8. Emergency clarification: Message should’ve read: “It’s good that things like that do not happen anymore,” but in a Twitter- literal world, sarcasm’s too ambiguous to be advisable.

    This posting’s accurate and valuable. But for maximizing ridership, I’m wondering if our most powerful pro-transit motivator might not simply be the traffic jam. However long the gas-glut lasts….we’re out of road-building room. A moving train, or BRT, might be increasingly persuasive seen through the window of a stuck car.

    Especially if occupants of child-safety seats have ever had their first train ride.

    Mark Dublin

  9. Martin;
    That’s a set of painful damn truths I happen to agree with. Somewhat. From most to least.
    First thing I’d change is the, “A culture that requires public votes to build transit, but not other projects.” We should have a vote on highway projects/gas tax increases. But a Seattle vote should be a vote and not tampered with by say Skagit voters.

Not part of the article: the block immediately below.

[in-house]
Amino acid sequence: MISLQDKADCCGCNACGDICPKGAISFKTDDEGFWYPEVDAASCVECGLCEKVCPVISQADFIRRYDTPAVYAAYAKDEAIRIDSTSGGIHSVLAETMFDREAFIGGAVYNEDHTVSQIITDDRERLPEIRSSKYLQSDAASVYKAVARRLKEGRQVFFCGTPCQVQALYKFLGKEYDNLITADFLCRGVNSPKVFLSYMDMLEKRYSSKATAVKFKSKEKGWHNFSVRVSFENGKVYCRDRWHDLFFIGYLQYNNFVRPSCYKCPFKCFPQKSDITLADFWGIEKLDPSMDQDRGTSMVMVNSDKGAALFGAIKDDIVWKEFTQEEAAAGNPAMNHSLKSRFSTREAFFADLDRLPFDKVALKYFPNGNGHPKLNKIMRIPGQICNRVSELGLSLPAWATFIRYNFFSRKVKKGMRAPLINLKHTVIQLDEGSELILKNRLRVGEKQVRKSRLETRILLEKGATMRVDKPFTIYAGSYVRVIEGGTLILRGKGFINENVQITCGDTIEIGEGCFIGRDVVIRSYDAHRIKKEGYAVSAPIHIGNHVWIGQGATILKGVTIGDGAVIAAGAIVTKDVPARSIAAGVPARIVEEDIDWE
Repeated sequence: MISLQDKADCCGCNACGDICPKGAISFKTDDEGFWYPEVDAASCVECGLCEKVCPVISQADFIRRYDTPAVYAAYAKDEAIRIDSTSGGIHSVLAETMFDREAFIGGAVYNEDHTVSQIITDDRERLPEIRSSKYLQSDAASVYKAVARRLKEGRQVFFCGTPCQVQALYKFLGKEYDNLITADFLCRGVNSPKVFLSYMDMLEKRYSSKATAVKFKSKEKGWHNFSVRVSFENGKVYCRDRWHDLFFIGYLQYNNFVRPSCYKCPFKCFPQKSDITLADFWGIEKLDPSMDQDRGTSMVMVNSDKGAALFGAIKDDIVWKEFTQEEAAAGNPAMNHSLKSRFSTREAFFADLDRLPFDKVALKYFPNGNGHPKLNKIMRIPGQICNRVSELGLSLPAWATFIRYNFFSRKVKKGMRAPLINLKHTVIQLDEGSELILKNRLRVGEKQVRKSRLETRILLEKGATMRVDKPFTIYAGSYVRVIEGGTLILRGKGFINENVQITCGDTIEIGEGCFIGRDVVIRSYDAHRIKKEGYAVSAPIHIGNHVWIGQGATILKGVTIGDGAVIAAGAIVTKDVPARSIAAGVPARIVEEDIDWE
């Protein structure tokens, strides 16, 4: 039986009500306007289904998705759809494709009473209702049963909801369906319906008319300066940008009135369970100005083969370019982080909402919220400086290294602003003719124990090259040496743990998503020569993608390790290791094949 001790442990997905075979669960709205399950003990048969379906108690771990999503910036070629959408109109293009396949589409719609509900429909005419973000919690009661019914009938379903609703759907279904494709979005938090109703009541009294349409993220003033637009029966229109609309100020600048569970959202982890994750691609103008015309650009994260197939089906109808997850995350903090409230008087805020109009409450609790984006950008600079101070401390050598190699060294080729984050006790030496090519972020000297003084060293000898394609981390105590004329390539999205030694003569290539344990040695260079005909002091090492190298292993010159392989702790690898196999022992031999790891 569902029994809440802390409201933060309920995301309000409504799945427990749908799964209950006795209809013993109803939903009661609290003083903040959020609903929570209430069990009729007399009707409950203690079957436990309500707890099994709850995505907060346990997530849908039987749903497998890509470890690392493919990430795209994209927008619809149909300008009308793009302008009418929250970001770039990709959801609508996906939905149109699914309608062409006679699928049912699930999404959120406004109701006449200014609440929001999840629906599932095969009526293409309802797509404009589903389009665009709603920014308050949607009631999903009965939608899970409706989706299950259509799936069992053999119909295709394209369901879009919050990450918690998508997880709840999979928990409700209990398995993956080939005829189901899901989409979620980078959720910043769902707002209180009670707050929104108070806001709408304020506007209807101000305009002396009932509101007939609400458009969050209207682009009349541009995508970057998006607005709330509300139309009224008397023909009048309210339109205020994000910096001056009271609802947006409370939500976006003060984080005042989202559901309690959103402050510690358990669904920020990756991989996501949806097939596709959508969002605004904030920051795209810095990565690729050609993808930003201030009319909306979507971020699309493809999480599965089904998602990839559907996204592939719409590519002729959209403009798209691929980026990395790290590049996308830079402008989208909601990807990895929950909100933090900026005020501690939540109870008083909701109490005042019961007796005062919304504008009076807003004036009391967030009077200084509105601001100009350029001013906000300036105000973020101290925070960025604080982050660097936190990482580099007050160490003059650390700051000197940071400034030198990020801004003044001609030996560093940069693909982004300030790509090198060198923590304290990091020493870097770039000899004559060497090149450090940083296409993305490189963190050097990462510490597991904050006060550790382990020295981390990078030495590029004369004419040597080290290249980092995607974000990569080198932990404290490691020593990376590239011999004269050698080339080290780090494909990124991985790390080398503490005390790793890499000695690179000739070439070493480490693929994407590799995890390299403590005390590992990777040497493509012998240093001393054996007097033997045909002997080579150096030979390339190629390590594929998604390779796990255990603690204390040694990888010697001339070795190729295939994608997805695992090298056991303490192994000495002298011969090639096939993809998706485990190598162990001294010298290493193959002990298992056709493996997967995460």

Second is the zoning issues. Sadly we’re going to have to have more state & possibly federal constraints on local powers to zone. It’s how we overcome structural racism & ableism in zoning, not to mention keep buffoons from building overpriced homes next to Naval Outlying Fields & then complaining about the sound of freedom to KING 5.
    Third, I think “Cities have permitting power over regional projects” should be somewhat limited. I mean after all regional projects are regional – and since we can’t get Seattle to densify we need Sound Transit 2 & 3 projects.
    Fourth, I am all for an elected transit board. Either directly or comprised of all the mayors or all the county councilmembers. You should be able to vote and 100% know that person reps you on your regional/county transit board.
    Fifth and finally, I think what people want is a cost-effective transit network that is reliable and connects them to where they need to go that is clean & time-competitive with the car. That’s why I support bus lanes, not just sexy light rail.